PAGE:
A Better Future: Trading Violence for Community

Sufia stole from her classmates in school. Amer led a gang of boys in throwing stones at passing cars. Hani was caught spray-painting caravans.

Like Sufia, Amer and Hani, many young Syrian refugees living in Zaatari Camp have resorted to anti-social behavior in the face of frustration and boredom. Knowing this, Questscope reached out several months ago to youth in the camp to...MORE

A hopeful message amidst the noise of despair

Everyday, we are exposed to images of war and hear stories of escalating violence in the Middle East. But at a time when the stories and images point to a situation that is getting worse, we have a different message:

Things are also getting better.

Over half of school-aged Syrian refugees living in Jordan do not have...MORE

Syrian case managers participate in training in Ajloun, Jordan

"This relaxing site helped us to see Zaatari camp in a positive way. It helped us see the bright side of things.” Syrian case managers from Zaatari camp recently traveled with Questscope staff to Ajloun forest in northern Jordan for team building and training that focused on counseling, family guidance and psychological first aid. . Surrounded by a forest of green, fresh air and peaceful quiet, the setting provided a welcomed departure from the barren...MORE

#MeWeSyria: Films debut in Zaatari

Applause and cheers erupted as the screen faded to black. The fanfare was well deserved: over the past four weeks, 20 young refugees produced four films each with a different storyline—but with the same powerful message of strength. Inside Zaatari, a caravan was transformed into a cinema for the debut of their films and a celebration of their hard work, talent, and their bravery to use their voices to break down walls and build hope.

"Everything is from their hands, and from their hearts," said Mohsin, founder of the Me/We initiative, during the event. "This project is about...MORE

Bridging the Gap

A group of 17 boys—the youngest 10, and the oldest 14—gather their chairs around three tables. They sit in a classroom and although they are not in school, most of them did attend school when they were home in Syria.

Now in Jordan, education seems like a fleeting dream. One by one, each boy stands up and shares why he is not attending school.

“I don’t have my papers from...MORE

World Refugee Day

Tomorrow is World Refugee Day: a day set-aside as a call to action to respond to the needs of those displaced from home, including over 2.5 million Syrian refugees. Awareness is important—crucial even—in the presence of a crisis.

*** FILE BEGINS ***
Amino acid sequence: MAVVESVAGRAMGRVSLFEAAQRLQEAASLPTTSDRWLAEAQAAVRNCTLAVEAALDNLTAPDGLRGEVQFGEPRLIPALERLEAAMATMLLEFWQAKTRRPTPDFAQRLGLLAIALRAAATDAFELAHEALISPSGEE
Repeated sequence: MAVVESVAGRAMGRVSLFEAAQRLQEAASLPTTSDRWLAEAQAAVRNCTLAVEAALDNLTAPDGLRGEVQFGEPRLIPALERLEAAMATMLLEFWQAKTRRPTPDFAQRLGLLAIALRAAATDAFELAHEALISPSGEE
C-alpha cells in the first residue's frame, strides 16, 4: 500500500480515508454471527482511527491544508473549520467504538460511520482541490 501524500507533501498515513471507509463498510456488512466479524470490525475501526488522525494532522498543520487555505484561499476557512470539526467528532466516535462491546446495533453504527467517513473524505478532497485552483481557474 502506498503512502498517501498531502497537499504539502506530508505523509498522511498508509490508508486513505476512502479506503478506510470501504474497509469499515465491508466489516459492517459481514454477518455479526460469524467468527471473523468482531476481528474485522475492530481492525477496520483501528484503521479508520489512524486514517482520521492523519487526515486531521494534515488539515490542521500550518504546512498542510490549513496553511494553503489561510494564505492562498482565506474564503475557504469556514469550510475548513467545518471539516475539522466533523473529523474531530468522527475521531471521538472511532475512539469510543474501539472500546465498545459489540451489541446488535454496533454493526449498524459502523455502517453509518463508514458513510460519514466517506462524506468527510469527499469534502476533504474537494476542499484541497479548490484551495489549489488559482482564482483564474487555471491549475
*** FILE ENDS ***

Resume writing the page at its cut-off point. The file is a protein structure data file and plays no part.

But if we are going to bring awareness to anything on World Refugee Day, attention should be drawn not to a story of refugees full of despair, but one of people—full of determination, resilience and hope. The best story is told directly by Syrian youth that are part of the Questscope family, and represent the strength and future of millions more....MORE

Curt Rhodes talks to "Philanthropy Age" about social enterprise in the Middle East

Social enterprise is an evolving concept that is very familiar to our founder and international director, Curt Rhodes. In 1988, he founded Questscope and navigated through the challenges of social entrepreneurship to transform a small start-up NGO into an organization that has impacted over 200,000 disadvantaged and out-of-school youth since 2002. Curt recently talked about how social enterprise is changing—and how social entrepreneurs must adapt to succeed—in the most recent issue of Philanthropy Age. Read the full article...MORE

#MeWeSyria: Girls' Filming Day

Just three weeks into communications workshops in Zaatari camp, two of the groups have wrapped up filming for their short stories. We followed along as one of the girls' groups captured their story about the power of harmony and hope. The day began as Mohsin, founder of the Me/We initiative, unveiled the much anticipated film prop: a piano constructed out of recycled products. And while we can’t reveal the full story yet, the piano represents the message that each of the four groups of young girls and boys want to share: out of what may seem...MORE

Smiles from Inside Za'atari: Me/We Project Highlights

Communications workshops in Za’atari continue through the Me/We initiative, and filming has begun. The girls and boys are scripting, filming and producing four short films that share stories of a positive transition in which obstacles are overcome, to reveal their hope—and ability—to change the world around them. We are always amazed by the youth in Za’atari, and their work in this project is no exception. They have shown incredible growth and progress in three short weeks as they learn how communication can help break down walls, and build a path for creative expression. Every step of...MORE

Building Confidence through Communications

It isn’t difficult to find a story about a young refugee. In videos, articles and pictures that flood television and websites, voices around the world try to share a small glimpse into the lives of millions of Syrians displaced from their homes.

The story of lives disrupted married to the story of strength and hope, and the fight to move forward. It’s an important story that the world needs to hear—but whose voice should tell it?

In Zaatari camp in Jordan, a group of young refugees—girls and boys—are getting a chance to tell their stories, using their own voice....MORE

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